10 The psalmist goes on to encourage the godly to “know” that the Lord is God. Though it was tempting to ally themselves with foreign powers, to rely on military strength, or to give themselves over to idolatry and pagan ways, the godly must learn to persevere to the end. The exhortation “be still” calls on them to stop doing one thing in favor of something else. What their temptation was may be implied from v. 2: “Therefore we will not fear.” Throughout the history of Israel and Judah, severe national distress brought the temptation to abandon true religion for the ephemeral security of political alliances, military strength, and worldly paganism. Instead of choosing a negative option, the people of God distinguish themselves by the pursuit of godliness: “Know that I am God.” The knowledge of God includes factual knowledge about him, his past acts, and his promises. But in this context, the psalmist calls on them to commit themselves to the Lord and to seek his “refuge,” “strength,” and “fortress” (vv. 1, 7, 11). The life of faith is lived continually in commitment to God’s sovereignty, rule, and ultimate exaltation over all the nations (cf. Hab 2:13–14). So Levenson, 154, writes, “In Jerusalem, there is peace and bliss” (see Reflections, p. 733, Yahweh Is the Divine Warrior).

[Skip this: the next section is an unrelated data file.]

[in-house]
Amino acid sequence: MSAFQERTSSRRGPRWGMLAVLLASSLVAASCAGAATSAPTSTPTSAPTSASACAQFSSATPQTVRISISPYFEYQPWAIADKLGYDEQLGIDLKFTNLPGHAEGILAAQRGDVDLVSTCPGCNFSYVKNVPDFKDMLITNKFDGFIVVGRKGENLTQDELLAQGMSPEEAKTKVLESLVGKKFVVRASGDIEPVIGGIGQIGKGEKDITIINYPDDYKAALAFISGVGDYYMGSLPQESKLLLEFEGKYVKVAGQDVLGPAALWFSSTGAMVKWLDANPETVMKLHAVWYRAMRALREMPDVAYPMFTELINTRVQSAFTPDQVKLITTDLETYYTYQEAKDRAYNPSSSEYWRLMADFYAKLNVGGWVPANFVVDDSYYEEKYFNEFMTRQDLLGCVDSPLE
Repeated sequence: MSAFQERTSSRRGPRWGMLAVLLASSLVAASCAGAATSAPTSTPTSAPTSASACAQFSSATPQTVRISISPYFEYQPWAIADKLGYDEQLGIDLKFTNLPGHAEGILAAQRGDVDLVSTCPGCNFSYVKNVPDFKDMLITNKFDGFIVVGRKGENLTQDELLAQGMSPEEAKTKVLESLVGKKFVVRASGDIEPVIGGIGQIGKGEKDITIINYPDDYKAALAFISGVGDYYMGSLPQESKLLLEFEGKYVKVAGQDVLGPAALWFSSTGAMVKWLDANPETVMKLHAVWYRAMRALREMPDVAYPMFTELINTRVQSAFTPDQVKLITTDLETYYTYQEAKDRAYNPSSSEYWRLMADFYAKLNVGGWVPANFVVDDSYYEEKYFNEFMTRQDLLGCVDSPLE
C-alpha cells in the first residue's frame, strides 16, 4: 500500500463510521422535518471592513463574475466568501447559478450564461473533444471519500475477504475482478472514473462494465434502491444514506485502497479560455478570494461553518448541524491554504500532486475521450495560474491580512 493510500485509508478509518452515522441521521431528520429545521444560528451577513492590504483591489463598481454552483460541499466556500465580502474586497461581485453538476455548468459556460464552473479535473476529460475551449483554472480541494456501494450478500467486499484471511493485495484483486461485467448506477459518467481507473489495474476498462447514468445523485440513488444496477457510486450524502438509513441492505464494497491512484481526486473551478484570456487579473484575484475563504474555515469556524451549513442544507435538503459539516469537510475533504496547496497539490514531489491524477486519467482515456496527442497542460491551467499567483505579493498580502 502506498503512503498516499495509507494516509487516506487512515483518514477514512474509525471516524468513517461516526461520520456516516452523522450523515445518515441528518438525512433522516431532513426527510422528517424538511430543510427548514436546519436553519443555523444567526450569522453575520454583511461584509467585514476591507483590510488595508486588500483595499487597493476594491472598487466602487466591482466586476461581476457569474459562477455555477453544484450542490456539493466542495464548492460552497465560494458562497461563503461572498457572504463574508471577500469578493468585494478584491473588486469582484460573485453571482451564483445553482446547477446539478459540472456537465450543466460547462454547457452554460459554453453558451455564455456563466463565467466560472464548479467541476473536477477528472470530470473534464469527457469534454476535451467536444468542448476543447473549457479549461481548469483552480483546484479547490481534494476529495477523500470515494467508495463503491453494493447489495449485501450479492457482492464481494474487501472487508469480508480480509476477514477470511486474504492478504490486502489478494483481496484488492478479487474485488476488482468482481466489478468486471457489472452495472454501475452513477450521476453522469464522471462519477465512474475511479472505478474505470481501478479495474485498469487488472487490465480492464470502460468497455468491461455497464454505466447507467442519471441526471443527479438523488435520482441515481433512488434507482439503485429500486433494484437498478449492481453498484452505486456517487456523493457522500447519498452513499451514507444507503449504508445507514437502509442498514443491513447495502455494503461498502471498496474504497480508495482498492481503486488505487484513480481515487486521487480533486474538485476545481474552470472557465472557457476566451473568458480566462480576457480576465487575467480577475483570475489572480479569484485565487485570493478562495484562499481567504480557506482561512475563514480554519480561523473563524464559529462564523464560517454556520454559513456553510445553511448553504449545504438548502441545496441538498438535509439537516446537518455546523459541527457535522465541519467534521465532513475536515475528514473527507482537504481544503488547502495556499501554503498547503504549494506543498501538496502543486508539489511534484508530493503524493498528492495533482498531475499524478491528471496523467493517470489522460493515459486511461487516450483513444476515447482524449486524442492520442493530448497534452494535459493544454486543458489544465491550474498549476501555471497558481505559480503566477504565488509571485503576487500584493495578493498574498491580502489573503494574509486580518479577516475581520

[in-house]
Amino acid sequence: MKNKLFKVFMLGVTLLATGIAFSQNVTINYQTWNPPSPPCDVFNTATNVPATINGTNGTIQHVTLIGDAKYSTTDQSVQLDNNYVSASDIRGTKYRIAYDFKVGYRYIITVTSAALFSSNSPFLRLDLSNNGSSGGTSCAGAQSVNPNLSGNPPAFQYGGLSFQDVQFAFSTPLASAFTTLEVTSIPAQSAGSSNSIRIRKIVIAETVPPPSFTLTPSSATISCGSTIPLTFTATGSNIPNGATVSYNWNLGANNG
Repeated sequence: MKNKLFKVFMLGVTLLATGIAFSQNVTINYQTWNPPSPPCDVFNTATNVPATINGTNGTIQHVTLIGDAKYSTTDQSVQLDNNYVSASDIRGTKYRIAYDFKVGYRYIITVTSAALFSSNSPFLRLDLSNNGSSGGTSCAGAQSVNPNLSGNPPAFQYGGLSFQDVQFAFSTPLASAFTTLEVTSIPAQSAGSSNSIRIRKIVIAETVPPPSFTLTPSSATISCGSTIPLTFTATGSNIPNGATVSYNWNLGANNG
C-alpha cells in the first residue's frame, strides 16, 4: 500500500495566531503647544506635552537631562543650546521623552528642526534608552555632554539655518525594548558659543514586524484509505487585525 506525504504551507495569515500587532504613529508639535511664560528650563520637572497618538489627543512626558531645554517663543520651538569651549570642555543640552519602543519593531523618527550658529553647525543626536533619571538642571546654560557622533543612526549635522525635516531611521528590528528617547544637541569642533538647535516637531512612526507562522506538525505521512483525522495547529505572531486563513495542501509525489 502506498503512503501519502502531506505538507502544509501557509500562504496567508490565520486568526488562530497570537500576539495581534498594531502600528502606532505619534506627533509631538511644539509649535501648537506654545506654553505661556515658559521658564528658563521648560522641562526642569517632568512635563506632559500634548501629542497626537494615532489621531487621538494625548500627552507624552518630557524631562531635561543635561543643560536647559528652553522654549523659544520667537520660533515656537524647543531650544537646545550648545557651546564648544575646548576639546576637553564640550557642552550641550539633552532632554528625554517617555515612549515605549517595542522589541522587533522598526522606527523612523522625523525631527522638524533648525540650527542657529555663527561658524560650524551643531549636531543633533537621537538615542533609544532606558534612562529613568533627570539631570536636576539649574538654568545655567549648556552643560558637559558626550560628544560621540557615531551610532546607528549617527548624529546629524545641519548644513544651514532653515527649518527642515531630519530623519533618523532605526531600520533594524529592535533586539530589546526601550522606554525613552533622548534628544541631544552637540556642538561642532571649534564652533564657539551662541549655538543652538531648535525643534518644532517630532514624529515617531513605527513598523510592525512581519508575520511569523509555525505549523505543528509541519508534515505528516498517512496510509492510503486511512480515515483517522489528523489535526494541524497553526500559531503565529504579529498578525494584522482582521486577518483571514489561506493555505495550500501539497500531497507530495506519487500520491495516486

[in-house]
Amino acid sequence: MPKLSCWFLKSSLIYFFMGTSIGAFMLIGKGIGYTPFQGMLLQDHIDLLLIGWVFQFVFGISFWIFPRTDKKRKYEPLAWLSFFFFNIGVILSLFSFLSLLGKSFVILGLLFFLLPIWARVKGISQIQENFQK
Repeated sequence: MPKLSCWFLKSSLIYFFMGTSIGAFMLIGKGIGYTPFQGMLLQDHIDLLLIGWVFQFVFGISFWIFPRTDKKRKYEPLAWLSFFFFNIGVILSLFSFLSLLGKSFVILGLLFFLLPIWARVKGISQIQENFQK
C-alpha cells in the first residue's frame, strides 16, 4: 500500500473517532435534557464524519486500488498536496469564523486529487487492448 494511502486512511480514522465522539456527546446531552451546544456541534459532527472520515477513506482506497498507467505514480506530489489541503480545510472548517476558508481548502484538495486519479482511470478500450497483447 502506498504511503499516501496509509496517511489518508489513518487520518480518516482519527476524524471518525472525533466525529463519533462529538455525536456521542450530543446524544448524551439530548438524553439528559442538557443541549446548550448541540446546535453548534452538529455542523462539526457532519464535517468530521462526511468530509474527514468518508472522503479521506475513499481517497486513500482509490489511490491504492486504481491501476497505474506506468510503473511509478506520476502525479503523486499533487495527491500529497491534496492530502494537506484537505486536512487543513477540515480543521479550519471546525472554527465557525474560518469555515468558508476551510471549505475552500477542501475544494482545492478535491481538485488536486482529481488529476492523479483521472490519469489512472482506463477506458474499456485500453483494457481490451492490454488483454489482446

46:10 The voice of God rings out to all the inhabitants of the earth in accents of assurance and supremacy. “Be still, and know that I am God; I will be exalted among the nations, I will be exalted in the earth!” Every fear is stilled, every anxiety quieted. His people can relax. He is God. His cause is victorious. He is supreme among the nations, supreme over all the earth.
It is from verse 10 that Katharina von Schlegel, the author of the hymn “Be Still, My Soul” drew inspiration.
Be still, my soul; thy God doth undertake
To guide the future as He has the past.
Thy hope, thy confidence let nothing shake;
All now mysterious shall be bright at last.
Be still, my soul: the winds and waves still know
His voice who ruled them while He dwelt below.
46:10 Cease striving and know that I am God. These twin commands to not panic and to recognize His sovereignty are probably directed to both His nation for comfort and all other nations for warning.
46:10 Be still The term raphah means “to release” or “let go” (37:8; Job 27:6). God commands the forces of chaos (Ps 46:2–3) and the nations (v. 6) to stop their raging and recognize Him as God (2:10–12).
46:10 Be still. In the true knowledge of God and His deliverance there is peace, in contrast with the troubled “nations” (v. 6).
 VanGemeren, W. A. (2008). Psalms. In T. Longman III & D. E. Garland (Eds.), The Expositor’s Bible Commentary: Psalms (Revised Edition) (Vol. 5, p. 407). Grand Rapids, MI: Zondervan.
 MacDonald, W. (1995). Believer’s Bible Commentary: Old and New Testaments. (A. Farstad, Ed.) (p. 622). Nashville: Thomas Nelson.
 MacArthur, J. F., Jr. (2006). The MacArthur study Bible: New American Standard Bible. (Ps 46:10). Nashville, TN: Thomas Nelson Publishers.
 Barry, J. D., Mangum, D., Brown, D. R., Heiser, M. S., Custis, M., Ritzema, E., … Bomar, D. (2012, 2016). Faithlife Study Bible (Ps 46:10). Bellingham, WA: Lexham Press.
 Sproul, R. C. (Ed.). (2005). The Reformation Study Bible: English Standard Version (p. 777). Orlando, FL; Lake Mary, FL: Ligonier Ministries.